• Survey research – the survey research is best suited to cases in which a dependency among variables is not pertinent. Rather, if there exists a relationship between the variables, then there is a possibility of a descriptive survey in the study.
  • Co relational research – the correlations among variables is known to the person conducting the research from before. It is not cause and effect, but the relation between the variables already exists.
  • R&D type of research – this is the setting up of a prototype and then giving its justifications, and statements of its usefulness. At times experiments are carried out to show the effectiveness of the proposal.
  • Evaluation research – any event is evaluated using the above types of research and then the benefits are judged. Judgments are made by the researcher himself, which may question the point of it being a quantitative evaluation.

All of the above mentioned methods of carrying out researches are related to numbers and facts, and justifications. Whereas, qualitative research methods are more often classified as a ‘social reality’, involving aspects of studies that relate to the views and judgments of people, etcetera (Ismail, M., 2005).

According to Cook and Reichardt, 1979, quantitative research methods have the following characteristics, namely, they are more positive, deductive, confirmatory, particularistic, objective, have control over variables, are more factual, making them more outcome oriented.

On the other hand, Cook and Reichardt have classified the qualitative research methods to be fuller of meaning, subjective, holistic, more descriptive, and inductive.

Qualitative Research

Qualitative research includes the process of going deep into things, exploring ideas with thorough meaning and looking for replies to new questions. All of these take place everywhere in our daily lives too. Thus it is apparent that being a researcher alone is not the criteria for carrying out qualitative research, in fact, it deals with analyses of situations, pictures and objects too. The probing into certain matters and finding out the ‘why’s’ of information are inclusive in qualitative research. On the contrary, quantitative research focuses more on ‘how’ a certain event took place. Qualitative research includes the attitudes, thinking, and diverse aspects of any area of study. It is an amalgam of how people think, what they say and understand from their conscious minds. It contains the psyche of individuals, and is carried out according to their desires. Qualitative research is researching phenomenal behavior, and also relates to the cultural norms, values, and forces (Ereaut, G., 2007). This is why it may be preferred over quantitative research, for the area of community development.

The accumulation and analysis of the unstructured information during the execution of a qualitative research may include the following common methods:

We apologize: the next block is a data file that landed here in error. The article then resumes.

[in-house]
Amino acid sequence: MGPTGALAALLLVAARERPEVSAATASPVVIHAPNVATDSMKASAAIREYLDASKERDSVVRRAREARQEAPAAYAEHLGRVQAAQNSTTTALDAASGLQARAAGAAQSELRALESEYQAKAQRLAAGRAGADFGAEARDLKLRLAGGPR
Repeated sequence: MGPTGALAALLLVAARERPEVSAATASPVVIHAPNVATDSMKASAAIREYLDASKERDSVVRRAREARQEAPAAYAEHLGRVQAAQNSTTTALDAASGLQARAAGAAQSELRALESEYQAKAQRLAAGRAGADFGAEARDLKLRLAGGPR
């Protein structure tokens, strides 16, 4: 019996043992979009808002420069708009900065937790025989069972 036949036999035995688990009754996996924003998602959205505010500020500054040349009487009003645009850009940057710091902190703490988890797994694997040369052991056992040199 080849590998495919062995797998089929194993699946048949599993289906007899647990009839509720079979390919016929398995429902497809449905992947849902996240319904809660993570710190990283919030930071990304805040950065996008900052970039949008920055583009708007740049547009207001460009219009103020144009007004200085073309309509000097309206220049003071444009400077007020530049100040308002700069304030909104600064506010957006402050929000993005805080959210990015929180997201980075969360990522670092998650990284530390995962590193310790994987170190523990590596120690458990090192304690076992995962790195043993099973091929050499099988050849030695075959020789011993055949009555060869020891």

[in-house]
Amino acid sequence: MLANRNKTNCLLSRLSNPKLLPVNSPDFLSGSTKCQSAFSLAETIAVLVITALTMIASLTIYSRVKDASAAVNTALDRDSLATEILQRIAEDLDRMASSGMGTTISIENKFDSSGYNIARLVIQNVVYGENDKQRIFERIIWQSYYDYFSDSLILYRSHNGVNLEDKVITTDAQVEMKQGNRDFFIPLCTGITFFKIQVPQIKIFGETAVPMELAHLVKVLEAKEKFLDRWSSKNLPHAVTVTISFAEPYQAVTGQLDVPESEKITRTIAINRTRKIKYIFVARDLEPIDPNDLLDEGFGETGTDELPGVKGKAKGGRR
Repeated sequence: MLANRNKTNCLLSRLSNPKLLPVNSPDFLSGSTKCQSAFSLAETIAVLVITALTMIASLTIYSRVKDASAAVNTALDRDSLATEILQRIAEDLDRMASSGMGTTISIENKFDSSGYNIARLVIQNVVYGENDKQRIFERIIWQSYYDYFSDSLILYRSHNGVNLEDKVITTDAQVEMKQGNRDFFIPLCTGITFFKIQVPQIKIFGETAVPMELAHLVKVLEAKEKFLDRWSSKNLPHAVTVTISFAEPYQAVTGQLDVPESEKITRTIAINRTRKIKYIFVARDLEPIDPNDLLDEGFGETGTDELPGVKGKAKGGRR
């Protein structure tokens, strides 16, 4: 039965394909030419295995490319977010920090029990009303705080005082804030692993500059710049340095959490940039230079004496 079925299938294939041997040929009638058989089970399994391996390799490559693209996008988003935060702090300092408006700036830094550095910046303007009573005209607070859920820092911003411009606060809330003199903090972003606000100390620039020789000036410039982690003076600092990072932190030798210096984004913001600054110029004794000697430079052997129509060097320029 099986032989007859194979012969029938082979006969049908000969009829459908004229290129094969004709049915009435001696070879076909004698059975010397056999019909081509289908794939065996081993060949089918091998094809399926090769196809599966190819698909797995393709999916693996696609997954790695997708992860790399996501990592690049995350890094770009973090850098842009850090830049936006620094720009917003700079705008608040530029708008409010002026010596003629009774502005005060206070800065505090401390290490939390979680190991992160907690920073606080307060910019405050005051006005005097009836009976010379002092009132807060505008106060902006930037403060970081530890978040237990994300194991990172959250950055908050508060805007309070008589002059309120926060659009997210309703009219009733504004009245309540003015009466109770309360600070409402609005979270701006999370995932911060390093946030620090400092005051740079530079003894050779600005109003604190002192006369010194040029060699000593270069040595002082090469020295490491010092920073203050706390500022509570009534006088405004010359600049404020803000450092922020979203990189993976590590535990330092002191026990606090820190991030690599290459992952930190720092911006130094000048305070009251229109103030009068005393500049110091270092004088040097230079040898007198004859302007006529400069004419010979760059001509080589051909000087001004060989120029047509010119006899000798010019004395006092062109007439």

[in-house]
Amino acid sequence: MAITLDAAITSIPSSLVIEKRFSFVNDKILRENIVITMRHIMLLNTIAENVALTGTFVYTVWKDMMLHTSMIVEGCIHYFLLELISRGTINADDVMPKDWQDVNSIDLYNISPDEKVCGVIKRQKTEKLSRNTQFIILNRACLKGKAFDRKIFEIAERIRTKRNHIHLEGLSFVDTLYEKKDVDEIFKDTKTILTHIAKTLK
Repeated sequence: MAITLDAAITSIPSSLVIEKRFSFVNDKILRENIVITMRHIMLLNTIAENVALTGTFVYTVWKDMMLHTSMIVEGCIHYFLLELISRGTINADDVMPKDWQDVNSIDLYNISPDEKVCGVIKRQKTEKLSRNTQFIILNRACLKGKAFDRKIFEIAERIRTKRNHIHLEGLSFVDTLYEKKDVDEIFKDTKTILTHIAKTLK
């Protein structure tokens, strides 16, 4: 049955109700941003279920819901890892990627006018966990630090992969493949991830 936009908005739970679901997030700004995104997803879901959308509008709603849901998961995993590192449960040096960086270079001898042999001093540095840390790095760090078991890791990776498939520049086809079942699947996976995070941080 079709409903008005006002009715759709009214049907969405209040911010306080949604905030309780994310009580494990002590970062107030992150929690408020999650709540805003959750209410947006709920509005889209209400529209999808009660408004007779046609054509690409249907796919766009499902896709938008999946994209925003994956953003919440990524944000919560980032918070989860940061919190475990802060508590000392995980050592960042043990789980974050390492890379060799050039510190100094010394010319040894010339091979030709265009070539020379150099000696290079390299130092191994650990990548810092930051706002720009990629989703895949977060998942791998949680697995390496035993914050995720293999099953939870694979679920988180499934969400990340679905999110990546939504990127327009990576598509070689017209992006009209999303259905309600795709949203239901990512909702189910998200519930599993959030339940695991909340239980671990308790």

• Observation – this is the collection of firsthand data by researching individuals. Whatever culture is being observed or looked into, the individual must participate and get in to find out facts, and study the environment personally (Trochim, W., 2006). This involves participant observation and direct observation. In the context of direct observation, the individual does not personally get into the situation, but just keeps a close look at certain selected samples, thus saving time and energy. In participant observation long time periods of months may be required for the individual to participate in the study and draw conclusions.
  • Interviews – by carrying out interviews, the direct perspectives of the participants of the project or study can be attained. This is a series of direct interactions with the individuals, asking questions at their own will (Frechtling, et al., 1997). The unstructured interview that are taken provide much benefit, in that the questions asked may also diverge a little from the topic, and there is no specific set method for interviewing, the atmosphere is more comfortable, and greater insights into matters can be obtained. The interviewer goes to ask the respondents questions without any predetermined plan, though this may cause some difficulty in analysis at the end. In-depth interviews help to gain more knowledge as compared to structured interviews.
  • Case study – case studies deal with detailed studies of any subject, they are thorough studies which gather the innermost details of matters. Additionally, they are expressive details of areas where the researcher is himself a part of the community or institution. Case studies can easily be carried out in communities by approaching individuals and cross-questioning them. In the real world, these case studies are more beneficial for research, as diverse explorations are made, giving rise to extensive data.